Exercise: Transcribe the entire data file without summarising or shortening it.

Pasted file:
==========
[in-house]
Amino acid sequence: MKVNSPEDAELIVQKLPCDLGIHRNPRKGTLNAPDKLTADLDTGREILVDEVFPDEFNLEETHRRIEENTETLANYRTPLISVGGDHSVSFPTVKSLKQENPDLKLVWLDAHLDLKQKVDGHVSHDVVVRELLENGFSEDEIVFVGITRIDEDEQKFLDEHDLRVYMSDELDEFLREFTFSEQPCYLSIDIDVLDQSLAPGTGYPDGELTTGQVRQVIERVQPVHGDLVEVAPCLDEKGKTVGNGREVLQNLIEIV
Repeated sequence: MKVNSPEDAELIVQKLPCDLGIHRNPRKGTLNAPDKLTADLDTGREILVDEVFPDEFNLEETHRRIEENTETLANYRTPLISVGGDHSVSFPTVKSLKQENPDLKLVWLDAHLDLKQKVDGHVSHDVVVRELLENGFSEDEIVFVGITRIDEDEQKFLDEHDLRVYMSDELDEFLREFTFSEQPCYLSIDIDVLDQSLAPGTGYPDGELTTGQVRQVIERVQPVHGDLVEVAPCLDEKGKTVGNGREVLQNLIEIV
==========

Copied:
[in-house]
Amino acid sequence: MKVNSPEDAELIVQKLPCDLGIHRNPRKGTLNAPDKLTADLDTGREILVDEVFPDEFNLEETHRRIEENTETLANYRTPLISVGGDHSVSFPTVKSLKQENPDLKLVWLDAHLDLKQKVDGHVSHDVVVRELLENGFSEDEIVFVGITRIDEDEQKFLDEHDLRVYMSDELDEFLREFTFSEQPCYLSIDIDVLDQSLAPGTGYPDGELTTGQVRQVIERVQPVHGDLVEVAPCLDEKGKTVGNGREVLQNLIEIV
Repeated sequence: MKVNSPEDAELIVQKLPCDLGIHRNPRKGTLNAPDKLTADLDTGREILVDEVFPDEFNLEETHRRIEENTETLANYRTPLISVGGDHSVSFPTVKSLKQENPDLKLVWLDAHLDLKQKVDGHVSHDVVVRELLENGFSEDEIVFVGITRIDEDEQKFLDEHDLRVYMSDELDEFLREFTFSEQPCYLSIDIDVLDQSLAPGTGYPDGELTTGQVRQVIERVQPVHGDLVEVAPCLDEKGKTVGNGREVLQNLIEIV